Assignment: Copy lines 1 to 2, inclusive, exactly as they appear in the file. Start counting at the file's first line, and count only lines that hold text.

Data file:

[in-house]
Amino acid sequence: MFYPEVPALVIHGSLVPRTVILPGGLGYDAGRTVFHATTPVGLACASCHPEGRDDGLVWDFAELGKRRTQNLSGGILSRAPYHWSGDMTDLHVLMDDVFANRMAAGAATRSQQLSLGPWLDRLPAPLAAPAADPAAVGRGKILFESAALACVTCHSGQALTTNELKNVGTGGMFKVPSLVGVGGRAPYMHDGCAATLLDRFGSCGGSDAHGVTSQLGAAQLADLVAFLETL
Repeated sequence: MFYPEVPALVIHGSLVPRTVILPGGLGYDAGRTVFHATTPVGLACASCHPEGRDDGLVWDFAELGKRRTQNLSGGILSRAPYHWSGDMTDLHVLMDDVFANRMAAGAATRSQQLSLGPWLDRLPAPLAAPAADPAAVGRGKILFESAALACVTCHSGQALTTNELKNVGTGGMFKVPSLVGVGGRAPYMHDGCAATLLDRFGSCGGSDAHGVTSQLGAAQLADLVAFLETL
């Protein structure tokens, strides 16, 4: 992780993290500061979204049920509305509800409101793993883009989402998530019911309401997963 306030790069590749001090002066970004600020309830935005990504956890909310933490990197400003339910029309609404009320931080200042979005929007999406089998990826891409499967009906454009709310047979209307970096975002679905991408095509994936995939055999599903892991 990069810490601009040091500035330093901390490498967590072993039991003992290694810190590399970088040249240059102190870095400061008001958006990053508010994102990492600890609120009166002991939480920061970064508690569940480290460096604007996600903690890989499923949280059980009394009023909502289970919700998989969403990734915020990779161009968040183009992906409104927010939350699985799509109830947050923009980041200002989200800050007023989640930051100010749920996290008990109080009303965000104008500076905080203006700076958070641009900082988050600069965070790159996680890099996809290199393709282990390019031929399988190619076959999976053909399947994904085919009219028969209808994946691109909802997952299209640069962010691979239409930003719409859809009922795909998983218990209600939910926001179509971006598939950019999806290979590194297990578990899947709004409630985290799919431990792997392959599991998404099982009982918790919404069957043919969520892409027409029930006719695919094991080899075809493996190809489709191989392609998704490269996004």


[in-house]
Amino acid sequence: MFYPEVPALVIHGSLVPRTVILPGGLGYDAGRTVFHATTPVGLACASCHPEGRDDGLVWDFAELGKRRTQNLSGGILSRAPYHWSGDMTDLHVLMDDVFANRMAAGAATRSQQLSLGPWLDRLPAPLAAPAADPAAVGRGKILFESAALACVTCHSGQALTTNELKNVGTGGMFKVPSLVGVGGRAPYMHDGCAATLLDRFGSCGGSDAHGVTSQLGAAQLADLVAFLETL